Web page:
Johnson claimed the early results from its Dynamic Packaging flight/hotel offering were encouraging, adding that automated booking numbers had increased on both sites as customers became familiar with the new booking engine.

“We’re already ahead of budget and are going to be promoting it more over the next couple of months,” he said.

Its Dynamic Packaging product is branded as ‘TripSaver’ which allows clients to “book flights and hotels together and save”.

Chairman Roger Sharp described Travel.com.au in the six month results as a company which has “traditionally operated as an offline travel agency with a website offering limited online functionality”.

It is a situation he aims to change.

Sharp said the aim now was to slow the cash burn – at December 31, TVL had reserves of A$2.5 million compared with A$4.4 million six months earlier – while growing sales.

But how? “Just having the Arnold booking engine in there means we can reduce costs, so as we grow we’ll need fewer people to handle a larger number of bookings,” said Sharp.

“The trick is to get growth in online transactions, and get it past our offline business.”

Ends/ 22 March, 2005

JTB and Viator Combine to Distribute Japanese Product

A new distribution deal between JTB Corp, Japan’s biggest travel company, and Sydney-based Viator is already yielding strong sales, according to Viator CEO Rod Cuthbert.

Cuthbert said Viator has now added JTB’s huge Japanese destination product range to its database, which is marketed through through Viator.com and 500 affiliate sites such as Hotwire, Travelocity, Zuji and Priceline.com.

Products include sightseeing and destination activities like the famous Shinansen Bullet Train tours.

“We’ve been surprised and pleased at the booking levels so far,” Cuthbert said.

“Clearly, given the perceived language challenges a destination like Japan presents, people like to get themselves organized before they go.”

Cuthbert said the initial product focus is on Tokyo, Osaka, Hiroshima and Kyoto, while the primary target market is inbound English-speaking travellers to Japan.

Cuthbert said Viator has partnered with the Sunrise Tours division of JTB.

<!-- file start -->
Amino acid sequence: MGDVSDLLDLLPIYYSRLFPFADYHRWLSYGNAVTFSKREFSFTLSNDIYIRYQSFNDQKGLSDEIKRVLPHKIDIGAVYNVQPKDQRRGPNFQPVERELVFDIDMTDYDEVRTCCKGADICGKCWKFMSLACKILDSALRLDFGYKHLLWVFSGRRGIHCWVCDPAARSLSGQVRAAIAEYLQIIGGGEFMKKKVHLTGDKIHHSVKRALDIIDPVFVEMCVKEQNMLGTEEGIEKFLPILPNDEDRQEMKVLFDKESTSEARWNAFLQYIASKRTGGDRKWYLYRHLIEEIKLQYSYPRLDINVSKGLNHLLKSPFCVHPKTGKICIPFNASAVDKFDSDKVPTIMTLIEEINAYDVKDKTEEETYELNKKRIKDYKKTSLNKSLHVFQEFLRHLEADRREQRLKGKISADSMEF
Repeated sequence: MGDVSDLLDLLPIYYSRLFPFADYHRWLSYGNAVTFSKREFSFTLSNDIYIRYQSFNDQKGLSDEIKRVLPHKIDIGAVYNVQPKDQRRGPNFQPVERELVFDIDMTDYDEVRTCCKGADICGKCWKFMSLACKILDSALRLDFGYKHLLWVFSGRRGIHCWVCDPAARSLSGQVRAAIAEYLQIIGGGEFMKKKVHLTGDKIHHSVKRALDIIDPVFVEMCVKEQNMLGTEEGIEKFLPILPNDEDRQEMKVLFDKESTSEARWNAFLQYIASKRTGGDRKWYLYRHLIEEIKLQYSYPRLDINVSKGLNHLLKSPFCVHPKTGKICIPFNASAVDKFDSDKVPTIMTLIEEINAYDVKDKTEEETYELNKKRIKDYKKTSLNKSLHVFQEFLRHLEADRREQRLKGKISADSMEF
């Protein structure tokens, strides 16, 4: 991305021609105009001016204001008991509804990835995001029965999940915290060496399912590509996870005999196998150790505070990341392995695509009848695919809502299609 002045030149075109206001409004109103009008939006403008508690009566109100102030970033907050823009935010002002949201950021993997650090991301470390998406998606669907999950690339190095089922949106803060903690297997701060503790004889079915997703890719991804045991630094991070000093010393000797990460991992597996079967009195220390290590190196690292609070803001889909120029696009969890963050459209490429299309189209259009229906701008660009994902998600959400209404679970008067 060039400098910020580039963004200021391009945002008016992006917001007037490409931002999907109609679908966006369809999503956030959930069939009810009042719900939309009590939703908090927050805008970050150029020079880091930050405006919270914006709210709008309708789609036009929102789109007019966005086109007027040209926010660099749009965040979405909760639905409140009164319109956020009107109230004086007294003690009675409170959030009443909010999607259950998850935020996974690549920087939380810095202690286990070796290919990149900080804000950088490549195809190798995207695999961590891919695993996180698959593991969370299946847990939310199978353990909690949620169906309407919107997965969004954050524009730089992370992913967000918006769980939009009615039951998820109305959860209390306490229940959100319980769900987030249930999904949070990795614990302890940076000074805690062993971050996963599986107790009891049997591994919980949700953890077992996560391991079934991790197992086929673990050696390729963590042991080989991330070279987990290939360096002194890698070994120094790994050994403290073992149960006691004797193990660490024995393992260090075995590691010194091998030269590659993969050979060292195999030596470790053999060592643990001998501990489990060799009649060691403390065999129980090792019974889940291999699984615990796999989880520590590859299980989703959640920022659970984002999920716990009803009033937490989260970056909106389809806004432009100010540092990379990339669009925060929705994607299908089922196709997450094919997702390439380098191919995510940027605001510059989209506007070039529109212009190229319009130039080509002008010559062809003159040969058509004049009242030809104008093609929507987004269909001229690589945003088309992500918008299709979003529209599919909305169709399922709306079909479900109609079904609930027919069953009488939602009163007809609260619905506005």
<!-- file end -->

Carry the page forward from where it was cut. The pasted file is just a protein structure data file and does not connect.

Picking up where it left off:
“It’s a clear leader in English-language tours to Japan,” he said.

“There’s a bias towards educating visitors about the culture and history of Japan, and that’s exactly what our customers are looking for.”

Viator claims to be the world’s leading online aggregator and seller of destination product. Purchases are typically made by travellers prior to departure.

JTB Corp. is Japan’s largest travel company. Founded in 1912, it has offices worldwide and annual revenues in excess of US$13 billion.

More than seven million overseas travellers are expected to visit Japan during 2005, according to JTB estimates.

Ends / March 22, 2005

 

Strong Foundations For Decipher.biz

Decipher.biz – billed as the world’s largest tourism data portal – today announced it has signed three of Australia’s largest travel companies and all state tourism bodies as foundation members.

CEO Mark Phillips said Decipher, which aggregates tourism data from more than 200 sources and features a range of business planning tools, wants to further boost sales of its resources through industry resellers. 

“We’re looking for distributors and want to establish a network of resellers,” Mr Phillips said. Decipher packages start at A$550 for small companies, up to A$33,000 for large corporations.

Mr Phillips said Decipher had been buoyed by strong industry support with hotel group Best Western, hire car companies Avis and Budget signing on as foundation members.

“They view it as a valuable business planning tool – it allows them to access the latest data from around the country and build that information into their business strategies,” Mr Phillips said.

Other partners include AAA Tourism, Australian Tourism Export Council, Tourism Queensland, Tourism Tasmania, South Australia Tourism Commission, Northern Territory Tourism Commission, Australian Capital Tourism, Tourism Australia, Tourism Victoria and Tourism NSW.

He said www.decipher.biz has attracted more than 7000 unique visitors since its launch last month by the Minister for Small Business and Tourism, Fran Bailey, with the average visit lasting 20 minutes.

“I think this shows we have really hit the mark,” Mr Phillips said.

Managing Director of Decipher Technologies, Peter O’Clery, said Decipher aggregates the latest statistics from disparate sources such as the Australian Bureau of Statistics, Tourism Research Australia, State and Regional tourism organisations and private companies like Roy Morgan.